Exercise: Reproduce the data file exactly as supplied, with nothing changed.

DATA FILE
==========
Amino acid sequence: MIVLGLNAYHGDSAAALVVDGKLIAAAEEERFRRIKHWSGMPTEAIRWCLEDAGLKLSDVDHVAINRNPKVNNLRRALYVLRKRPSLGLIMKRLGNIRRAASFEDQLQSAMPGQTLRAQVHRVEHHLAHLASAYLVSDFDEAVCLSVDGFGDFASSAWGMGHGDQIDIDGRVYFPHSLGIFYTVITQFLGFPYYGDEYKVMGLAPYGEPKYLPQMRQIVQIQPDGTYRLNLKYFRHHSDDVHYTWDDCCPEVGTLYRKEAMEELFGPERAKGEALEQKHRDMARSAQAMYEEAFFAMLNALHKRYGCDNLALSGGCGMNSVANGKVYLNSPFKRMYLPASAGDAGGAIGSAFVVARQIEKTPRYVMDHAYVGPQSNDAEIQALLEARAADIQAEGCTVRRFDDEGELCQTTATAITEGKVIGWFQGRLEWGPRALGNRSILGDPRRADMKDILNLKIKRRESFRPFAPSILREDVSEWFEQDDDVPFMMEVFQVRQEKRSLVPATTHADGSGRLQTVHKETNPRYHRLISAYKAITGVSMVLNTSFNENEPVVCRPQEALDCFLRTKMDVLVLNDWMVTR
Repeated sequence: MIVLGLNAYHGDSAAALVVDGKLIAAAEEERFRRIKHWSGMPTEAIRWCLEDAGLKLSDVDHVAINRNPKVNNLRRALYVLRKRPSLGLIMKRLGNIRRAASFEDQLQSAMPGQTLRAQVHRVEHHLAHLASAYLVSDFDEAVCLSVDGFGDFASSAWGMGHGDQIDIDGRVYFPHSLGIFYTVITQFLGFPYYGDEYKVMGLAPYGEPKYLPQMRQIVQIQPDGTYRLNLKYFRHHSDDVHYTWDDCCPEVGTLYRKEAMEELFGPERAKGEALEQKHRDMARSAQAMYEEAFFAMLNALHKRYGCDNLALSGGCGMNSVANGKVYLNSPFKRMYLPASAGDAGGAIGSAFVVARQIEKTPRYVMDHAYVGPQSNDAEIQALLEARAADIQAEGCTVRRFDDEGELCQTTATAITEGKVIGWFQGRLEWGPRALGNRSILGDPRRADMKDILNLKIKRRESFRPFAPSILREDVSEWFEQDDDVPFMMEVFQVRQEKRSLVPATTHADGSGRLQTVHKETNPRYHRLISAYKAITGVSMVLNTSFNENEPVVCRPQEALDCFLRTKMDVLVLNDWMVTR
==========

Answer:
Amino acid sequence: MIVLGLNAYHGDSAAALVVDGKLIAAAEEERFRRIKHWSGMPTEAIRWCLEDAGLKLSDVDHVAINRNPKVNNLRRALYVLRKRPSLGLIMKRLGNIRRAASFEDQLQSAMPGQTLRAQVHRVEHHLAHLASAYLVSDFDEAVCLSVDGFGDFASSAWGMGHGDQIDIDGRVYFPHSLGIFYTVITQFLGFPYYGDEYKVMGLAPYGEPKYLPQMRQIVQIQPDGTYRLNLKYFRHHSDDVHYTWDDCCPEVGTLYRKEAMEELFGPERAKGEALEQKHRDMARSAQAMYEEAFFAMLNALHKRYGCDNLALSGGCGMNSVANGKVYLNSPFKRMYLPASAGDAGGAIGSAFVVARQIEKTPRYVMDHAYVGPQSNDAEIQALLEARAADIQAEGCTVRRFDDEGELCQTTATAITEGKVIGWFQGRLEWGPRALGNRSILGDPRRADMKDILNLKIKRRESFRPFAPSILREDVSEWFEQDDDVPFMMEVFQVRQEKRSLVPATTHADGSGRLQTVHKETNPRYHRLISAYKAITGVSMVLNTSFNENEPVVCRPQEALDCFLRTKMDVLVLNDWMVTR
Repeated sequence: MIVLGLNAYHGDSAAALVVDGKLIAAAEEERFRRIKHWSGMPTEAIRWCLEDAGLKLSDVDHVAINRNPKVNNLRRALYVLRKRPSLGLIMKRLGNIRRAASFEDQLQSAMPGQTLRAQVHRVEHHLAHLASAYLVSDFDEAVCLSVDGFGDFASSAWGMGHGDQIDIDGRVYFPHSLGIFYTVITQFLGFPYYGDEYKVMGLAPYGEPKYLPQMRQIVQIQPDGTYRLNLKYFRHHSDDVHYTWDDCCPEVGTLYRKEAMEELFGPERAKGEALEQKHRDMARSAQAMYEEAFFAMLNALHKRYGCDNLALSGGCGMNSVANGKVYLNSPFKRMYLPASAGDAGGAIGSAFVVARQIEKTPRYVMDHAYVGPQSNDAEIQALLEARAADIQAEGCTVRRFDDEGELCQTTATAITEGKVIGWFQGRLEWGPRALGNRSILGDPRRADMKDILNLKIKRRESFRPFAPSILREDVSEWFEQDDDVPFMMEVFQVRQEKRSLVPATTHADGSGRLQTVHKETNPRYHRLISAYKAITGVSMVLNTSFNENEPVVCRPQEALDCFLRTKMDVLVLNDWMVTR